OMAHA (DTN) — The EPA continues to find no human health risks associated with the use of glyphosate and the herbicide is not a carcinogen, the agency said in its latest review.
However, the agency did acknowledge glyphosate poses some ecological risks.
“While the agency did not identify public health risks in the 2017 human health risk assessment, the 2017 ecological assessment did identify ecological risks,” EPA said in a news release.
“To address these risks, EPA is proposing management measures to help farmers target pesticide sprays on the intended pest, protect pollinators, and reduce the problem of weeds becoming resistant to glyphosate.”
Agricultural crops genetically engineered to withstand glyphosate have greatly expanded the use of the chemistry since 1996. Glyphosate also is used in forestry, urban, lawn and garden applications. Bayer also had glyphosate in its portfolio before acquiring Monsanto.
That broad use has drawn worldwide attention to the herbicide and to its safety.
Though glyphosate was developed by Monsanto, it is off-patent and sold by many agriculture companies as one of the most widely used herbicides in the world. It came to market in 1974 under Monsanto’s Roundup label for control of perennial and annual weeds in non-crop and industrial areas. In 2018, California regulators failed in an attempt to label glyphosate products as “known to cause cancer.”
At the end of March, a California jury awarded $80 million to a man with non-Hodgkin lymphoma who had used glyphosate at an animal refuge for nearly 30 years. Last year, another jury in the state awarded $287 million to a groundskeeper with cancer who used the chemical. In all, there are 11,200 lawsuits aimed at glyphosate.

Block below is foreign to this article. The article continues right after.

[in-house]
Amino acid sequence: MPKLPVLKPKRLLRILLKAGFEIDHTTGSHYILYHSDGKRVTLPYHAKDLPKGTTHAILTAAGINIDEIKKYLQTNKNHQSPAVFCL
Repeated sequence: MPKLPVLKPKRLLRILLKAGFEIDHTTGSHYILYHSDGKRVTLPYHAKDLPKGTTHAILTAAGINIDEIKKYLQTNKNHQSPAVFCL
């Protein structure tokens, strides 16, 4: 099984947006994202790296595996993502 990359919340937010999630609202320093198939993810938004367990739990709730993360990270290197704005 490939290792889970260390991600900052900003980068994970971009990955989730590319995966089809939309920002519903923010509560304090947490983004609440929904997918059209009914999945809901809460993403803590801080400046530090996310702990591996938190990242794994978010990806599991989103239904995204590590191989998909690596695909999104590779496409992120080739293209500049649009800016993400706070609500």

Earlier in April, Vietnam’s Ministry of Agriculture and Rural Development banned the import of glyphosate after a series of legal defeats for Bayer in U.S. civil lawsuits alleging the weed killer caused cancer.
In 2015, the International Agency for Research on Cancer, a World Health Organization agency, concluded glyphosate was “probably carcinogenic.”
IARC came under fire as a result of its broad declarations about what is carcinogenic in detailed summary reports known as monographs. The agency, for instance, drew scorn in 2015 for a monograph classifying processed red meats such as bacon as carcinogenic.
The IARC’s glyphosate finding set off a series of reactions. The EPA released and retracted a report refuting the IARC’s conclusion in 2015.
At the end of December 2017, EPA announced in its draft risk assessment of glyphosate that the herbicide is not likely to be carcinogenic to humans.
At the end of November 2017, the European Union approved a five-year extension of glyphosate’s use.
On Tuesday, EPA said its latest conclusions are consistent with the conclusions of science reviews by other countries and other federal agencies.
EPA Administrator Andrew Wheeler said in the news release the agency will take additional steps to assure glyphosate’s safety.
“Today’s proposed action includes new management measures that will help farmers use glyphosate in the most effective and efficient way possible, including pollinator protections,” he said. “We look forward to input from farmers and other stakeholders to ensure that the draft management measures are workable, realistic and effective.”
U.S. Secretary of Agriculture Sonny Perdue said glyphosate is an important tool for farmers.
“If we are going to feed 10 billion people by 2050, we are going to need all the tools at our disposal, which includes the use the glyphosate,” he said in a statement. “USDA applauds EPA’s proposed registration decision as it is science-based and consistent with the findings of other regulatory authorities that glyphosate does not pose a carcinogenic hazard to humans.”
Once the EPA publishes a public notice in the Federal Register on the review, it will be subject to public comment for 60 days.
Read EPA’s proposed interim decision here: https://www.epa.gov/…